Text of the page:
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Topic: 2021

Healing in the Modernist Multiverse : Triny Finlay’s Myself a Paperclip

How do you incorporate the essence of your poetic forebears to heighten a new work without intruding on contemporary narratives? This question is answered eloquently in Triny Finlay’s new collection of poems, Myself a Paperclip. Finlay captures the stigma of mental illness and its treatment in her own words with the support of allusions that provide the reader other texts that fill out the psychological grounding/tradition of the narrator.

KIRBY FULL-ON: Kirby’s Poetry is Queer

Born in Toledo, Ohio to Lutheran parents who only gradually came to accept their queer identity after fearing they would be lost to them if they didn’t, Kirby is an amiable, proudly self-identifying queer writer who founded Knife Fork Book (KFB), an all-poetry bookstore, in Toronto in 2016 to overcome the commercial disregard of poets and poetry. Described by Gerald Hannon as “a cross between Jean Genet and a buddha on uppers”, Kirby has compiled a book of mini-essays as an impassioned manifesto that combines diaristic anecdote, vignette, epigram, list, and literary reflection. The book’s cover showing buttons arranged like a penis in outline presages its bold content. Facing the title page is a shot of Kirby photographing what seems to be Keith Haring’s washroom graffiti.

Footnotes of Grief: Diane Hope Tegenkamp’s Girl running

Diana Hope Tegenkamp’s debut poetry collection, Girl running from Thistledown Press (2021), invites the reader to experience the dream as a lens, an idea, and a word for a complete state: across parts of speech, verb, noun, and adjective. Personal and political, the poems are thematically interwoven with intimacy, family, and history. The poems also explore grief, where the past and present meet and extend across the speaker’s waking and unconscious minds, as “[s]mall gestures from dreams / materialize in the day (untitled epigraph).” The reader finds poems traversing this gradient of consciousness.

Territory and Topology: Nduka Otiono’s DisPlace: The Poetry of Nduka Otiono

As a former editor for an online journal and as a reviewer, I have to start by saying that some of the best creative writing of the Corona years has been produced by Nigerian writers, so I am proud and honoured to discuss Nduka Otiono’s collected works here, specifically as they relate to the themes of territory and topology.

“my feet hurt, as if I’d walked for years toward this quiet wind”: Adele Graf’s buckled into the sky

The title of this ample book beckons the reader to prepare for takeoff. Good advice. The poems here fly you to Latvia, Crete, California, New York City, Newfoundland and more, and lead you to family joys and sorrows, moments of private repose, and places of dreams and imaginings. It is a true collection, personal poems gathered from a wide range of inspirations and using a wide variety of forms.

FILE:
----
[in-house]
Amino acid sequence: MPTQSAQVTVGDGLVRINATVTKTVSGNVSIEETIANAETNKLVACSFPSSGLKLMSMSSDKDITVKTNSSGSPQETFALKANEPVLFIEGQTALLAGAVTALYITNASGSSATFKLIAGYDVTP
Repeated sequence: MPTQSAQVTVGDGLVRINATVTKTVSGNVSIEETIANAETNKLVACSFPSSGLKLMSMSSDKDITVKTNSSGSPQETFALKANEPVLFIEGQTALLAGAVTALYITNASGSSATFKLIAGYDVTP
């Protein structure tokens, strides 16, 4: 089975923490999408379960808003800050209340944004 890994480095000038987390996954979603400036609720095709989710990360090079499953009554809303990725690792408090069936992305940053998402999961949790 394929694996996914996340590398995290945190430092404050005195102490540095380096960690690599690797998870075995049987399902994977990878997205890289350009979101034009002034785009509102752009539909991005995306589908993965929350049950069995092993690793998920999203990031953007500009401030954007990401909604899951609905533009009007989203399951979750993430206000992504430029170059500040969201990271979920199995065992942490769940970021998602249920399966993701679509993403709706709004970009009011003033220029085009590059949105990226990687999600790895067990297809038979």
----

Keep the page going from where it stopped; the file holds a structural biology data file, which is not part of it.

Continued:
Flashes of Literary Gold: David O’Meara’s Masses on Radar

In David O’Meara’s collection of poetry, Masses on Radar, every poem contains flashes of literary gold; not the gold of glitter but real literate gold, words in combinations never before seen but that shine with brilliance once revealed. By the way, the word “Masses” in the title does not refer to anything religious, but instead refers to the blurred images of our everyday reality that appear on the poet’s radar.

The Earthen Parts of Pain and Joy: Kelsey Andrews’ Big Sky Falling

Kelsey Andrews’ debut collection is grounded in the body, in the mind, and in nature, whether the landscape is prairie, West Coast, or the B.C. interior. The poems also move through a grittier cityscape that mirrors interior struggles. Crows lead a speaker “along twisting paths” (“Not Much”). Navigating this labyrinth involves elements of both joy and pain.

Earth-shattering nuances: Matsuki Masutani’s I will be more myself in the next world

I will be more myself in the next world is a collection of poems that are large by being small, diligently attending to the minutiae of domestic life and relationships with family and with the self. Dividing his book into seven sections, Masutani includes translations into his native Japanese for three of them, though he writes poetry in English after a suggestion from the poet and visual artist Roy Kiyooka (“Acknowledgements”). The structure of his book also takes guidance from Kiyooka, as each individual poem unfolds into the next as part of a longer thematic sequence, similar to Kiyooka’s serial style of poetry. Masutani is far from alone in claiming influence from Kiyooka, whose poetic works dating back to the 1960s serve in some ways as a precursor to a wider movement of Asian Canadian literature that began to flourish in the 1970s. It is a movement that Masutani has also been a contributor to, translating important works by Japanese Canadian authors such as Kiyooka and Hiromi Goto into their heritage language.

The Green Fuse of Life UnDenied: Rhonda Batchelor’s Allow Me: Poems 2000-2020

Allow Me offers an eye for detail that opens quiet moments of solitude for the reader and gives unexpected appreciation for a particular fire on a cold winter day: “There must be resin in this log / to make it blaze like a saint” (“Fire”).

Mapping Out a Life: Beth Kope’s Atlas of Roots

Beth Kope’s Atlas of Roots is a collection of poems that will make readers consider their own “origin story” about how they came to be who they are now. Hers is a poetry that asks questions to find answers, with the voice of the poet trying to decipher who she was—and is—as an adopted child. Unique in its scope, Atlas of Roots maps out a life, from childhood to adulthood, as Kope searches for her own history.